Last month, when Jordan Cooper sold five of his dental locations in Arkansas to Rock Dental Brands of Little Rock for $1.7 million, he became the latest in a trend of dentists selling to a larger group practice.
“It’s really kind of been a new and emerging dental model in the last several years,” said
Billy Tarpley the executive director of the Arkansas State Dental Association. “We’ve seen a growth of them.”
Tarpley said the association didn’t have numbers on how many small dental practices have joined larger ones in Arkansas. The American Dental Association’s Health Policy Institute said in a study released in April that the share of dental office workers employed by large offices nationwide increased from 0.5 percent in 1992 to 3.9 percent in 2012, while the percentage employed by very small dental offices fell from 89.3 percent to 80.7 during that period.
“Larger group practices offer advantages that are appealing to some practitioners, especially new and young dentists,” the report said. “Such an appeal is likely to continue.”
In Arkansas, most dental practices still are operated by sole practitioners, Tarpley said.
Tarpley said that he thinks joining a larger organization might appeal to dentists who don’t want to deal with owning a practice and all the paperwork that goes along with it, including handling of personnel matters and insurance filings.
By selling the practice and becoming an employee of a larger group, the dentist can focus on taking care of patients. Also a dentist right out of dental school could have high student loans and would rather be paid a salary.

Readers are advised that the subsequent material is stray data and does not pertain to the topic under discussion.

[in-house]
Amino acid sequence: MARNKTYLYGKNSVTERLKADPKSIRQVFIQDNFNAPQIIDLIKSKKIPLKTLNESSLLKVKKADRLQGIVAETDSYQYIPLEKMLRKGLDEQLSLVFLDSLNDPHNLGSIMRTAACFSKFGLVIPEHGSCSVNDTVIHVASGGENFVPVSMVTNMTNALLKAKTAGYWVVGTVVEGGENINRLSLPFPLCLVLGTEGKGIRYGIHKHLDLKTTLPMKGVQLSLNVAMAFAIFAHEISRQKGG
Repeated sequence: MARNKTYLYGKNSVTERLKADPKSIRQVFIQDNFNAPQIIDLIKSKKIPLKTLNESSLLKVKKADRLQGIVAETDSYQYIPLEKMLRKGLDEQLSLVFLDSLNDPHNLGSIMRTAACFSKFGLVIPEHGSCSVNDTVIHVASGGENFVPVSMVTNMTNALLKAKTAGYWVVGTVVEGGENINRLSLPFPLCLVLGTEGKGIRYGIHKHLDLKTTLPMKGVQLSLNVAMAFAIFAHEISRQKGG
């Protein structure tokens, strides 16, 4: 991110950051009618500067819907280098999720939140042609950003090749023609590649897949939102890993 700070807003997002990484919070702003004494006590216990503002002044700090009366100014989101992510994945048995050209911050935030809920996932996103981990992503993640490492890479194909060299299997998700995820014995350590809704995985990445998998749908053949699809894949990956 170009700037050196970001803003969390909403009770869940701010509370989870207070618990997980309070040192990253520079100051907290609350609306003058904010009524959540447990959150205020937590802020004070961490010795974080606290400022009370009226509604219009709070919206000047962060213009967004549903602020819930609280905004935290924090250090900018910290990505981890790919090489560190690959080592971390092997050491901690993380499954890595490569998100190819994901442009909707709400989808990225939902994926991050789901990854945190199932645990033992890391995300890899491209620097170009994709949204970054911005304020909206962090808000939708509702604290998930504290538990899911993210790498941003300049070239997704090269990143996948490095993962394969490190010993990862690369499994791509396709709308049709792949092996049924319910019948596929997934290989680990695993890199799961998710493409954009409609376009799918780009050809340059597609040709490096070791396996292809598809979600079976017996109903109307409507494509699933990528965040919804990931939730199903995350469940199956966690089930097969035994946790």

“Doctors … really aren’t trained to be business people,” said Dani White, a spokeswoman for Rock Dental Brands. “But they have to come out of school and build a business.”
Tarpley said selling a practice might also be attractive for older dentists who are close to retirement age and want to exit the industry.
The dental association’s concern with the trend, though, is making sure the dentists who work for larger groups aren’t pressured to fill production quotas.
“That’s always been our primary concern is that the patient has to come first,” Tarpley said. “We’re watching this trend with interest.”
Rock Dental Moves
Cooper’s five dental practices that were sold will be the first offices under Rock Dental Brands’ Rock Family Dental name, White said.
Founded in 2015 by Orthodontists Bryan Hiller, Mark Dake and his son Merritt Dake, Rock Dental already has 34 locations in Arkansas and Missouri, under the names Westrock Orthodontics, Leap Kids Pediatric Dental and Impact Oral Surgery.
White said that there might be some dental offices that become Rock Family Dental locations in 2017, but declined to comment further on what locations were being discussed.
“There are doctors who want to retire and sell their practices to somebody they trust,” she said. “There are doctors who strictly just want to work and not have to manage their business.”
Rock Dental offers marketing services and fields patients’ calls, so the dentists and orthodontists can focus on their patients, White said.
White said that Cooper was looking to sell most of his dental offices so he could “ pursue other efforts.” As part of the acquisition, 25 of Cooper’s employees now will work for Rock Dental, which has 230 workers.
White said Rock Dental was created so that dentists and orthodontists could collaborate if needed.
“We’ve got a pediatric dentist, an orthodontist, an oral surgeon … who are able to share charts and thoughts,” White said. “That’s something that the medical field has done a lot and the dental field just really hadn’t followed suit with yet.”